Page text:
Behind the Scenes of an FSU Student’s Side Hustle: Redbubble

By Lexie Pitzen

TALLAHASSEE, Fla — While I was eating breakfast this morning, someone in the Netherlands bought a sticker from me. Getting the sale notification made my day; someone on the other side of the world liked my art—a retro-inspired “Nurture Nature” design—enough to pay for and display it.

The “Nurture Nature” sticker | Photo: Lexie Pitzen

I never expected to make money off of designing stickers. When I was young, I’d carefully arrange stickers from doctor appointments on A4 copy paper, stapling pages together to make books. In high school, I bought $2 stickers from my favorite coffee shops and plastered them on the cover of a Moleskine.

Now I’m in college, and I design and sell my own stickers. After years of drawing and designing products for fun, an interest in the business of art slowly blossomed. Inspired by a teenage diet of entrepreneurship articles and self-help books, I set up a page on an online artist marketplace and started designing stickers, posters, phone cases, and t-shirts.

From there, it took 3 months to make my first sale. I remember telling my parents, ecstatically, about my 21-cent profit. In the year since then, my shop has grown into an important income stream.

Today, I’m putting hours into my shop. Last week was a design week, so today is a marketing day. I spread sticky notes of design ideas and colorfully-highlighted pages from my business plan across my desk and open my portfolio.

Lately, I’ve been catering to the back-to-school season with motivational, school-related designs, and this is the first time I’ve attempted a real marketing campaign. I research social media marketing techniques and keywords used by successful businesses and add certain elements to my own plan. So far, I’ve managed to advertise on social media entirely for free, and I want to keep it that way while becoming more aggressive.

I use design software to quickly format an advertisement, choosing designs catered to the trend. I truly believe that students work better with supplies they enjoy using, so my ad recommends that students visit my shop to find inspiring and visually-pleasing notebooks and pencil pouches.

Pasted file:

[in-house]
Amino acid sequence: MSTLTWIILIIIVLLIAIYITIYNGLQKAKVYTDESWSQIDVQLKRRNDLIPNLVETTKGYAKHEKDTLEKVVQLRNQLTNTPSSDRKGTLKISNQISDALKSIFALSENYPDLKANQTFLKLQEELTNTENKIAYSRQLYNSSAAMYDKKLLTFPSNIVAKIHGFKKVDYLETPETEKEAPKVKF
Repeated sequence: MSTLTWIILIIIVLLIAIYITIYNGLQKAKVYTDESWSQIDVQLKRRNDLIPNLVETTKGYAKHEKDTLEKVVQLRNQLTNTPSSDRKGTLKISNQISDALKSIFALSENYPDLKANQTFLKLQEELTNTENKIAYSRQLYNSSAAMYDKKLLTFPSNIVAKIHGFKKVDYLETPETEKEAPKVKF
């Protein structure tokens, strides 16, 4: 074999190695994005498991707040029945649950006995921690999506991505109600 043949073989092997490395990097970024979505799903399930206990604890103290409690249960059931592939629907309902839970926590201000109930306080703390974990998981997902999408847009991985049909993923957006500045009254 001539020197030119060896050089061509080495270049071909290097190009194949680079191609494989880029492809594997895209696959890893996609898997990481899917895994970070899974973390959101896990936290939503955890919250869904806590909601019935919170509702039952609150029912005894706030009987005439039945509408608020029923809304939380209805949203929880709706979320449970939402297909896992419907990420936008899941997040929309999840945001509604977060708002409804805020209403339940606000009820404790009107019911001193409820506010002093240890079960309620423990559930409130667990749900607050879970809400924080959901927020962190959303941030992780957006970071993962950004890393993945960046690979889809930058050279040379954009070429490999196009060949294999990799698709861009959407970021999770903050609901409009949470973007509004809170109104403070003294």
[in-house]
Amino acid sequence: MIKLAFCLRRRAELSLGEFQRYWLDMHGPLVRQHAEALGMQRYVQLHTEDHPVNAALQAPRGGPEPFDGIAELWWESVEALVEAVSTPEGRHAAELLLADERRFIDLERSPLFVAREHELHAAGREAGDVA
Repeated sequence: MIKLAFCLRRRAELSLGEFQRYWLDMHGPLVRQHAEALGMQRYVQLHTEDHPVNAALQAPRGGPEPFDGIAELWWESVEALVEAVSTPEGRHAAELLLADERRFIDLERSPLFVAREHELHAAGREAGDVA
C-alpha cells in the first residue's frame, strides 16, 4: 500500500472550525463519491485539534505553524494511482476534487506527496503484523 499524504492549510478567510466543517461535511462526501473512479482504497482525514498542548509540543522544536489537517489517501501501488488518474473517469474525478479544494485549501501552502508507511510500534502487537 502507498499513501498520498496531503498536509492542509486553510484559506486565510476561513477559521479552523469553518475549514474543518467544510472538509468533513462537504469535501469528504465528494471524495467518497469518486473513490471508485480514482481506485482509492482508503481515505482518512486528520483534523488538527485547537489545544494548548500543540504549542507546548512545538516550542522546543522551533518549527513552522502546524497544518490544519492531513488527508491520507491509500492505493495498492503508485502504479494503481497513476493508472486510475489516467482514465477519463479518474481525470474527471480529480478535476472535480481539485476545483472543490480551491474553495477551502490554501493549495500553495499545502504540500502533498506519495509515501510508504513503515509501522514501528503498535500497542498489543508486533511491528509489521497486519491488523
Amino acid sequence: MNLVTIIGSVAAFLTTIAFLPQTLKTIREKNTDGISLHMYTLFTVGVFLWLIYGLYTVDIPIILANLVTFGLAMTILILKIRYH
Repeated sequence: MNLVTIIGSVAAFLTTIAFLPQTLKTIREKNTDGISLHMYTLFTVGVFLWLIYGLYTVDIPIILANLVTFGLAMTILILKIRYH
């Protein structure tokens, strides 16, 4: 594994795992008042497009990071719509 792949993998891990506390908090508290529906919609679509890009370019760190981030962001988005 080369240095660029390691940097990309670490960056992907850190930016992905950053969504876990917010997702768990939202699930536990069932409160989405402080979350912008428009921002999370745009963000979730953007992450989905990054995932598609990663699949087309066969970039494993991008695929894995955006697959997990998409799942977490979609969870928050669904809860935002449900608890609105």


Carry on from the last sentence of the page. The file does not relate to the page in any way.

Later in the afternoon, I had a video call with researchers from the company I sell through. Calling from Australia, they wanted to know how I market my products and ask for my thoughts on new promotional tools. I was overly excited to talk to them, but I couldn’t help it—experiencing the corporate side of the company makes me feel like my shop is truly growing. After the call, with a new dose of inspiration, I look over my portfolio. My shop still has a long way to go, and I have books of ideas I might never use.

To stick to my goals, I often reflect on my progress. I’m always working toward the future, but it’s important to look back. So, I crack open a sticker-covered notebook and re-read the goals that I set at this point last year. I’ve hit sales milestones I didn’t think I was capable of and done commissions I never saw coming.

Since the beginning, I’ve sold stickers and phone cases and, to my old-fashioned delight, postcards. Customers occasionally message me photos of their products after they receive them—my stickers on their laptops or my posters on their walls—and I love it. It makes me see them as real people rather than sales numbers. 

It’s easy to get caught up in pushing a number, like profits, impressions, or sales, as high as I possibly can, but true fulfillment is in connecting with real people. It’s in designing work celebrating places like my home state of Minnesota and in selling posters with Bible verses on them. When I lose sight of that human element, running my shop becomes nothing more than a moneymaker.

At the end of the day, I jot down any last goals or ideas to revisit in the morning. I finish today excited for tomorrow because in this job, I’m my own boss. Tomorrow can be whatever I want it to be. Since I finished my marketing plan today, I’ll make tomorrow a design day.

After my internship during the day, I’ll trade business clothes for a hoodie, turn on a creativity-boosting playlist, and crank out new designs. It’s my favorite way to spend a night. I can’t wait.

Leave a Reply

Fill in your details below or click an icon to log in: Logo

You are commenting using your account. Log Out /  Change )

Twitter picture

You are commenting using your Twitter account. Log Out /  Change )

Facebook photo

You are commenting using your Facebook account. Log Out /  Change )

Connecting to %s